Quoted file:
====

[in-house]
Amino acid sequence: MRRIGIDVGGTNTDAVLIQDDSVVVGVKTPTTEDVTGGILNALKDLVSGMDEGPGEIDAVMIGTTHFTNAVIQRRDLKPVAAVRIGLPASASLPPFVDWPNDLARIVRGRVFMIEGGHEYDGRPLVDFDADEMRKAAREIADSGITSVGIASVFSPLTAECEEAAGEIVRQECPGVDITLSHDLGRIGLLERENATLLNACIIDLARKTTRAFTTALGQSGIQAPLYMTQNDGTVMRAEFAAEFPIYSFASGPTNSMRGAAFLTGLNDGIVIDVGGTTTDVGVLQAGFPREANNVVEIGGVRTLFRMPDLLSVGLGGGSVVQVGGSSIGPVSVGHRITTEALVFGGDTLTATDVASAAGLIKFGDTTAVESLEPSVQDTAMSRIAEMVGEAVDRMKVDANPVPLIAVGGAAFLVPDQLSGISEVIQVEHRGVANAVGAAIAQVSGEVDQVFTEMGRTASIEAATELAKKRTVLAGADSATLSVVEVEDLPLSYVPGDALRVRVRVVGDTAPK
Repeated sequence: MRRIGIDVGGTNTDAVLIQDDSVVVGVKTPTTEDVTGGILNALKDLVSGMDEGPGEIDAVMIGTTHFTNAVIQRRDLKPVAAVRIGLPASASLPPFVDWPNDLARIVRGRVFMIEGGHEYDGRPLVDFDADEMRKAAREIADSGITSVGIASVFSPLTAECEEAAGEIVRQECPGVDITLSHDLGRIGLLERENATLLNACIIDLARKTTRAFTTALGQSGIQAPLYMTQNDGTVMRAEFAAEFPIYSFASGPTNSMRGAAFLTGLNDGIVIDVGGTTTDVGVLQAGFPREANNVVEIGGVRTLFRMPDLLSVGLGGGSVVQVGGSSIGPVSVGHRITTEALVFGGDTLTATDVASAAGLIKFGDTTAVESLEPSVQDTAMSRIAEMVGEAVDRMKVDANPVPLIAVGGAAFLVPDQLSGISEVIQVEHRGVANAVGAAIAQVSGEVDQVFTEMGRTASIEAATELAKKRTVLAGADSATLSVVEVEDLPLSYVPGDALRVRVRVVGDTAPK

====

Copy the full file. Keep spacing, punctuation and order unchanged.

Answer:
[in-house]
Amino acid sequence: MRRIGIDVGGTNTDAVLIQDDSVVVGVKTPTTEDVTGGILNALKDLVSGMDEGPGEIDAVMIGTTHFTNAVIQRRDLKPVAAVRIGLPASASLPPFVDWPNDLARIVRGRVFMIEGGHEYDGRPLVDFDADEMRKAAREIADSGITSVGIASVFSPLTAECEEAAGEIVRQECPGVDITLSHDLGRIGLLERENATLLNACIIDLARKTTRAFTTALGQSGIQAPLYMTQNDGTVMRAEFAAEFPIYSFASGPTNSMRGAAFLTGLNDGIVIDVGGTTTDVGVLQAGFPREANNVVEIGGVRTLFRMPDLLSVGLGGGSVVQVGGSSIGPVSVGHRITTEALVFGGDTLTATDVASAAGLIKFGDTTAVESLEPSVQDTAMSRIAEMVGEAVDRMKVDANPVPLIAVGGAAFLVPDQLSGISEVIQVEHRGVANAVGAAIAQVSGEVDQVFTEMGRTASIEAATELAKKRTVLAGADSATLSVVEVEDLPLSYVPGDALRVRVRVVGDTAPK
Repeated sequence: MRRIGIDVGGTNTDAVLIQDDSVVVGVKTPTTEDVTGGILNALKDLVSGMDEGPGEIDAVMIGTTHFTNAVIQRRDLKPVAAVRIGLPASASLPPFVDWPNDLARIVRGRVFMIEGGHEYDGRPLVDFDADEMRKAAREIADSGITSVGIASVFSPLTAECEEAAGEIVRQECPGVDITLSHDLGRIGLLERENATLLNACIIDLARKTTRAFTTALGQSGIQAPLYMTQNDGTVMRAEFAAEFPIYSFASGPTNSMRGAAFLTGLNDGIVIDVGGTTTDVGVLQAGFPREANNVVEIGGVRTLFRMPDLLSVGLGGGSVVQVGGSSIGPVSVGHRITTEALVFGGDTLTATDVASAAGLIKFGDTTAVESLEPSVQDTAMSRIAEMVGEAVDRMKVDANPVPLIAVGGAAFLVPDQLSGISEVIQVEHRGVANAVGAAIAQVSGEVDQVFTEMGRTASIEAATELAKKRTVLAGADSATLSVVEVEDLPLSYVPGDALRVRVRVVGDTAPK